- On Monday, the American Academy of Pediatrics updated its breastfeeding guidelines.
- The AAP still recommends breastfeeding for the first six months of an infant’s life, but now also supports continued breastfeeding for two years or more.
- The AAP also called for policy change to remove barriers for parents who choose to breastfeed, recognizing that breastfeeding is not an option for everyone.
The American Academy of Pediatrics has updated its breastfeeding guidelines – extending the recommended time for parents to breastfeed their children, while calling for policy change and “non-judgmental support” for everyone’s food choices families.
In policy recommendations published on Mondaythe AAP maintained its direction at exclusively breastfeed infants for the first six months of life, before introducing other foods to supplement nutrition. Now the AAP is also urging pediatricians to support those who choose to continue breastfeeding after the introduction of solid foods for two or more years.
“We know that any breastfeeding is better than none…and the longer the total duration of breastfeeding, the better,” said Dr. Joan Younger Meek, lead author of the AAP reports and professor emeritus in Clinical Sciences at Florida State University College. of Medicine, USA TODAY said, highlighting the health benefits of breastfeeding for babies and their parents.
Still, Meek and the AAP noted that lingering stigma, lack of support, and barriers in the workplace can often be barriers for parents who choose to breastfeed — especially limiting those who want to breastfeed at all. beyond one year.
The authors of the new guidelines also acknowledged that some parents cannot breastfeed or prefer not to breastfeed – again advocating for healthcare professionals to meet the needs of every family.
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Monday marked the first update to the AAP’s breastfeeding guidelines in 10 years. Here’s what you need to know about his new recommendations.
Why does the AAP extend the recommended duration of breastfeeding?
In addition to providing essential nutrients to infants, research has shown links between breastfeeding and lower rates of lower respiratory tract infections, obesity, severe diarrhea, ear infections and reduced risk of sudden infant death syndrome, AAP says.
“Breast milk is unique in its nutrients and protective effects, and truly remarkable when you look at what it does for the development of a child’s immune system,” Meek said in a statement with Monday’s policy recommendations.
Breastfeeding beyond one year and up to two years has been linked to protections for the breastfeeding parent against high blood pressure, diabetes, and breast and ovarian cancers, according to the AAP.
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Meek noted that the updated AAP guidelines align with World Health Organization recommendations. breastfeeding recommendations – which also recommends exclusive breastfeeding for the first six months of life, then continued breastfeeding while supplementing nutrition with complementary foods for up to two years and beyond.
Nevertheless, it is important to note that breastfeeding is not an option for everyone – and many use infant formula or seek out breast milk banks instead, in addition to supplementing their child’s nutrition with solid after six months.
According to statistics from the Centers for Disaster Control and Prevention, in 2017, about 84% of infants started breastfeeding as soon as they were born. However, about 58% were still breastfeeding at 6 months.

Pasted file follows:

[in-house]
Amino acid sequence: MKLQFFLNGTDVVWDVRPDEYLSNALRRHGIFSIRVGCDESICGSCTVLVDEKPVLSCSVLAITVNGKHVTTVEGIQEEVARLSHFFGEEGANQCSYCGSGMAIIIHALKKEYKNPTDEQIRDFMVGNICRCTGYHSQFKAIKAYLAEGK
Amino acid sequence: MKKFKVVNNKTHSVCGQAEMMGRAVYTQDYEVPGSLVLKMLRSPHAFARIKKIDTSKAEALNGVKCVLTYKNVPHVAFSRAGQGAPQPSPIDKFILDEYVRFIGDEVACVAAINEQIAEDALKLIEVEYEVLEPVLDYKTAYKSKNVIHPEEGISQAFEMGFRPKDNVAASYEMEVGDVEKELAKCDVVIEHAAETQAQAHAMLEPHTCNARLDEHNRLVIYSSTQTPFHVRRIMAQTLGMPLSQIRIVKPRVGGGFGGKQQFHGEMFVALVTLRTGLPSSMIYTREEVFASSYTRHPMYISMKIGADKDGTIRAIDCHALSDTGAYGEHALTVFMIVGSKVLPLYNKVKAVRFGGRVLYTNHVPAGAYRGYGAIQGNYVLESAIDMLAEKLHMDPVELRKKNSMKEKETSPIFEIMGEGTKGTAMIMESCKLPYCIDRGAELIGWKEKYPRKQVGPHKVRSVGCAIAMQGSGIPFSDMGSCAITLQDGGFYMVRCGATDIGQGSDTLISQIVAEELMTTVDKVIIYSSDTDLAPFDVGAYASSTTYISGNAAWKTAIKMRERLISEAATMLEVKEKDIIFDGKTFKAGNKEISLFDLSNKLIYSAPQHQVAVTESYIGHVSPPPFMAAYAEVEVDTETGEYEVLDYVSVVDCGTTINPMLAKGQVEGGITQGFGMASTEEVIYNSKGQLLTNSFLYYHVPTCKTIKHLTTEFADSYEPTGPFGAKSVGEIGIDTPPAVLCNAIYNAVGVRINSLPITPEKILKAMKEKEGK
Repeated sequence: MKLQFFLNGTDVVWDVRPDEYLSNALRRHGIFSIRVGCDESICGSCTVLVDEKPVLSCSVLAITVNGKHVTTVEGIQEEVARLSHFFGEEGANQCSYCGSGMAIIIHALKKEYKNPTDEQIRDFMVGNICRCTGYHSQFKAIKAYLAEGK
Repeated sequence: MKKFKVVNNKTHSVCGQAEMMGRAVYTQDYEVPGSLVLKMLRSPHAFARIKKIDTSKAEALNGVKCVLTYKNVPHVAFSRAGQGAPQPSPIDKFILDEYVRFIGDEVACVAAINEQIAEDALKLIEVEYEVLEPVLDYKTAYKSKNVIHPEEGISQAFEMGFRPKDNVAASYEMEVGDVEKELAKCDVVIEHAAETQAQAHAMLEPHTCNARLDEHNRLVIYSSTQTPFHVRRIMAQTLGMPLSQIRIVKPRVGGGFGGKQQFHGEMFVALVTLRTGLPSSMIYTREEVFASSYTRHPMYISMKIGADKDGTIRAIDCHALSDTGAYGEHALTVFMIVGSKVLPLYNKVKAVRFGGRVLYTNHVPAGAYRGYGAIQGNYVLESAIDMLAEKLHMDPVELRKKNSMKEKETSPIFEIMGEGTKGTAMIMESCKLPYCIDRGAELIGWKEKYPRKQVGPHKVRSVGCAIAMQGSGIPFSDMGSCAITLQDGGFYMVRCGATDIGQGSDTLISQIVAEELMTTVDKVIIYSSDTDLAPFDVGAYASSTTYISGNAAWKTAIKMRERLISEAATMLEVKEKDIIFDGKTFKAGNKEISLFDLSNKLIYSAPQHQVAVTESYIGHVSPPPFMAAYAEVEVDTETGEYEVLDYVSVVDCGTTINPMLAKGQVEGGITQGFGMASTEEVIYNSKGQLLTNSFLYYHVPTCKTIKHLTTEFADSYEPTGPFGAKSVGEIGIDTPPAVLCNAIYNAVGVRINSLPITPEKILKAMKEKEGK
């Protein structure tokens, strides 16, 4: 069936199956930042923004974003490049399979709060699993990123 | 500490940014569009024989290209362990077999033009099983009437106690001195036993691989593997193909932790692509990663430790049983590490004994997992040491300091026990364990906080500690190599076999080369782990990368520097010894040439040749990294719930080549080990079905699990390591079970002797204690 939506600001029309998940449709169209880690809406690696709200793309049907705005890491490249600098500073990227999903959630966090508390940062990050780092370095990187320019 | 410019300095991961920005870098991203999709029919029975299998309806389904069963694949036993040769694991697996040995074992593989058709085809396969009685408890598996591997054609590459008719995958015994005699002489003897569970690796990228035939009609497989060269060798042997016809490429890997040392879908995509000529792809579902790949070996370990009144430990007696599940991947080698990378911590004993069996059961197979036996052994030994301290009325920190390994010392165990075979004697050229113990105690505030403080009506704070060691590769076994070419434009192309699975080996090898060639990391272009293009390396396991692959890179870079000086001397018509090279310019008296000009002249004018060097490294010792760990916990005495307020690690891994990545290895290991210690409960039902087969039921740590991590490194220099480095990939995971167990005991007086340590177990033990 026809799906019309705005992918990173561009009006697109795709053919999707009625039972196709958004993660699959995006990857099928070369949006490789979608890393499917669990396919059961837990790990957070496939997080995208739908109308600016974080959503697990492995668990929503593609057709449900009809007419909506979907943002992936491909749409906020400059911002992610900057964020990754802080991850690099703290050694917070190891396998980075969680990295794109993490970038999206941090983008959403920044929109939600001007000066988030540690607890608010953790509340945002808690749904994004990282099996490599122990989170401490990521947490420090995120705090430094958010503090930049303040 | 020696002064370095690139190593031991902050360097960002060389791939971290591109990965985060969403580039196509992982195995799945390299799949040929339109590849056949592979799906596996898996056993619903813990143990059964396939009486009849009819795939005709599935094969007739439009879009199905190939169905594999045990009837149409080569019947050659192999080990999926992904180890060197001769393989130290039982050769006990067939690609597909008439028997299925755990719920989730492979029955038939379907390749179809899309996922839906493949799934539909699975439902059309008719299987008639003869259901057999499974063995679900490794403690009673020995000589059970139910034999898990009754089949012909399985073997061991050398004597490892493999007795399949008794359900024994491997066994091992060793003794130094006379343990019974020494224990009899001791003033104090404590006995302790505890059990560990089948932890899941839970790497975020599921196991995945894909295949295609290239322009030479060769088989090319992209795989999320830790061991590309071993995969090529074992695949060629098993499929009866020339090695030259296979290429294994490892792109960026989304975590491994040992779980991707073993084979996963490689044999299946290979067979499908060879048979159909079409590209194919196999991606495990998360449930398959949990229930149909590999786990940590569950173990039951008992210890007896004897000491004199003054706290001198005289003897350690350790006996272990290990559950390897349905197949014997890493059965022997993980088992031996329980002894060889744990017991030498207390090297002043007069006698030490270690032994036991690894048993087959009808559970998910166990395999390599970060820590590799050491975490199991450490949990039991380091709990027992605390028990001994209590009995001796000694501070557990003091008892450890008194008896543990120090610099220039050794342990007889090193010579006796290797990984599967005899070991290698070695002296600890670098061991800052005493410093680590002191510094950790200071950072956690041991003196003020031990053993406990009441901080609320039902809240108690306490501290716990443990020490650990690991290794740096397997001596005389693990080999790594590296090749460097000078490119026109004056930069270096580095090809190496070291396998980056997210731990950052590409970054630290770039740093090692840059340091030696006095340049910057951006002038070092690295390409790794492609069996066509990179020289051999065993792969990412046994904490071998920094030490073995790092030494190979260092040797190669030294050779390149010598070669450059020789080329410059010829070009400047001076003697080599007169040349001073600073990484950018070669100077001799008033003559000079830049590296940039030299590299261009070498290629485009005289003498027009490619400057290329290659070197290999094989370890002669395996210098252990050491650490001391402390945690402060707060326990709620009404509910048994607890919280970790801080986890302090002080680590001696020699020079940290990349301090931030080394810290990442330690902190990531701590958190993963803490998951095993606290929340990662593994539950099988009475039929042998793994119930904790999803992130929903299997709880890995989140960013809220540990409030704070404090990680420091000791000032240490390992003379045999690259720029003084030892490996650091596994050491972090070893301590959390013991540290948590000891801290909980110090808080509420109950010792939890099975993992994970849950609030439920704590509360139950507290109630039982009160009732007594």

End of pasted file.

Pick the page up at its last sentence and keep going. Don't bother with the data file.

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Meek emphasized the importance of healthcare professionals supporting each family’s decision and needs.
“The ultimate decision on how to feed the baby is a family decision, and healthcare providers really need to meet families where they are,” Meek said. “We know that not all families will be able to exclusively breastfeed for six months. We know that not all families will continue to breastfeed until 24 months…For families who, for medical reasons or by choice, decide that breastfeeding is not good for them, we need to support them in the same way and not make them feel ashamed or bad because they made a different decision.”
More support needed for breastfeeding, “chestfeeding”
For parents who can and choose to breastfeed, barriers related to lingering stigma and lack of support, especially in the workplace, persist, the AAP notes.
In Monday’s recommendations, the AAP called for “policies that protect breastfeeding” – including universal paid maternity leave, insurance coverage for breast pumps and lactation support, the right to breastfeed in public, universal break times in the workplace with private places to express milk, and on-site childcare.
“The AAP views breastfeeding as a public health imperative and also as a matter of equity,” Dr. Lawrence Noble, co-author of the position statement and technical report, said in a statement. “Paediatricians and other healthcare professionals can help mothers achieve their breastfeeding goals and provide inclusive, equitable, and culturally appropriate care.”
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The AAP also recognized the racial and socio-economic disparities that persist in breastfeeding – as well as the inequities for some gender-diverse parents who may not be able to access breastmilk due to social barriers or biological.
“The policy statement calls for tackling implicit bias, structural bias and structural racism to eliminate disparities in breastfeeding and improve the health and well-being of all children and families,” say the Monday recommendations. “When working with gender diverse families, the AAP suggests asking families what terms they use and that the term ‘breastfeeding’ may be more specific and inclusive as it relates to lactation and physiology in gender diverse families. .”